My journey with the British High Commission to Islamabad was one of my fonder memories amidst a hectic first year as a medical student at AKU. Perhaps my most unforgettable experience from the trip was our ride up the Margalla Hills to have dinner at the Monal. We began our ascent up around sunset - just when the sun began its descent down. I remember feeling as though I was racing the sun over the backdrop of the dimming Islamabad skyline. With each meter we ascended we seemed to be pulling back against the reeling sunset itself, fighting to keep its fading light alive for a few moments longer. It was beautiful.
In so far as the competition went it was an incredible experience to be a part of. I was certainly confident in how I had done and in the preparation I had put into. However, at the same time, the field of competition was profoundly talented. I remember listening to the other speeches and feeling humbled to just be able to represent Karachi at the national level against such a skilled talent pool. To hear my name get called up as the winner after such circumstances was a deeply satisfying feeling. You live for moments like those.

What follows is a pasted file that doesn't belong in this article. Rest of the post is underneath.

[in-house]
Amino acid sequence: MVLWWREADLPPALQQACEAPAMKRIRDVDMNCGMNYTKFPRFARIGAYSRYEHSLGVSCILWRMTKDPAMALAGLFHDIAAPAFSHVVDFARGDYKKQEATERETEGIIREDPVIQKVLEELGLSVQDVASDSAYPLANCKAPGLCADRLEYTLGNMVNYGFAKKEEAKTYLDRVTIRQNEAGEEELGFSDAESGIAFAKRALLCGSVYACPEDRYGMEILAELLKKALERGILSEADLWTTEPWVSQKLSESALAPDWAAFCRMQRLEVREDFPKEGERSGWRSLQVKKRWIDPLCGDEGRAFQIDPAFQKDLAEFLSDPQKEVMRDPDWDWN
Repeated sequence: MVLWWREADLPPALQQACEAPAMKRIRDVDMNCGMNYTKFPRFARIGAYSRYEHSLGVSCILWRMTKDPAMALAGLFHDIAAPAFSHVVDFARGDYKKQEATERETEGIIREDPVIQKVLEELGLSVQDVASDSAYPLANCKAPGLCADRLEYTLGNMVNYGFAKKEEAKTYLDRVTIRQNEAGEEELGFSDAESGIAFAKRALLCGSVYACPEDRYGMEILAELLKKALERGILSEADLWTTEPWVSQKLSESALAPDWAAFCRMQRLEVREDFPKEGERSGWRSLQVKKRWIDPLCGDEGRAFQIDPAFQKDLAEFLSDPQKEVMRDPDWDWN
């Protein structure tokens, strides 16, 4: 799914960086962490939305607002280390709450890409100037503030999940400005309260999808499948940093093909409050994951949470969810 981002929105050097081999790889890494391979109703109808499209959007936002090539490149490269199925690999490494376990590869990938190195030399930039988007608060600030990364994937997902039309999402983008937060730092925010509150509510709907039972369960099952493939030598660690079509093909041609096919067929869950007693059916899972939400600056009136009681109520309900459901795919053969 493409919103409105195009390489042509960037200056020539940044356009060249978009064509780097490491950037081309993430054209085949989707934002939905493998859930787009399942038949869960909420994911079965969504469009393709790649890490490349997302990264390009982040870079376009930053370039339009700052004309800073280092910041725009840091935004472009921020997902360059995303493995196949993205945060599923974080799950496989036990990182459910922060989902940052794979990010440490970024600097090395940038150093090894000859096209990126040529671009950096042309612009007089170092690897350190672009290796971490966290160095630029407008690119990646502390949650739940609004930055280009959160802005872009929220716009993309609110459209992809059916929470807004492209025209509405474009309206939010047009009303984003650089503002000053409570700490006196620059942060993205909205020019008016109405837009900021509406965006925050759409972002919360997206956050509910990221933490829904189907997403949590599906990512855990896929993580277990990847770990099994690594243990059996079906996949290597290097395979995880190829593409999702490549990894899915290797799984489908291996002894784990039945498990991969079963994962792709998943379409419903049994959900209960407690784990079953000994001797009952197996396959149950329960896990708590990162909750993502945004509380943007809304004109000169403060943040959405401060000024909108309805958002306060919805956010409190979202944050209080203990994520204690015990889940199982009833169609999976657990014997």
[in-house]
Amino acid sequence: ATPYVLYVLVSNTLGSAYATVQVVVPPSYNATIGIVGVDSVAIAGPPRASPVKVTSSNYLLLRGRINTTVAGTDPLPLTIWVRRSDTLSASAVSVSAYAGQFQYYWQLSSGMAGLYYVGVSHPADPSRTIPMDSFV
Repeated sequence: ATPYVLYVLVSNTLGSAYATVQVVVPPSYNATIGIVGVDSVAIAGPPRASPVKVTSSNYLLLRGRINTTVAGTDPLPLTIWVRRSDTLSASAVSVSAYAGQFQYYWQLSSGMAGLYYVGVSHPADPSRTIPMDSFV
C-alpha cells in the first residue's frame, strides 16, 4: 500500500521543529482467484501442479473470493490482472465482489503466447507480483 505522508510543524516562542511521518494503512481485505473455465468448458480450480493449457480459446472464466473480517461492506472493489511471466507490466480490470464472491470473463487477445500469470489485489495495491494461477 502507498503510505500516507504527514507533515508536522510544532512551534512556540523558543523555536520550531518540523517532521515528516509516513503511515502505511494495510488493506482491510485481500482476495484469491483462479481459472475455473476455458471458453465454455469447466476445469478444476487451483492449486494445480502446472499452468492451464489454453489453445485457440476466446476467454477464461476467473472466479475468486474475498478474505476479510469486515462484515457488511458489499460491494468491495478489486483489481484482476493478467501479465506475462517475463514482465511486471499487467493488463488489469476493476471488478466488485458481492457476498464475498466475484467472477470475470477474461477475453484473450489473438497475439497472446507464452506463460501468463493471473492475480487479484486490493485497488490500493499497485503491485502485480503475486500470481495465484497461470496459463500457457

Winning the competition had quite a positive impact on me. The scholarship was worth a good amount and certainly eased the burden of tuition; however the relationships I built with the other competitors that weekend were priceless. Nearly a year later I am glad to still be in touch with a few of them. I also started to get calls from several media outlets after winning asking for interviews. I hope sharing my experience on such a stage encouraged someone somewhere to take up debating and to think critically about some of the issues we as a society face.
Looking forward to this year’s competition, I wish the competitors all the best. My only advice would be to acknowledge that what you are doing is something that is meant to be neither be easy nor comfortable. Embrace and trust that discomfort and it will stop troubling you.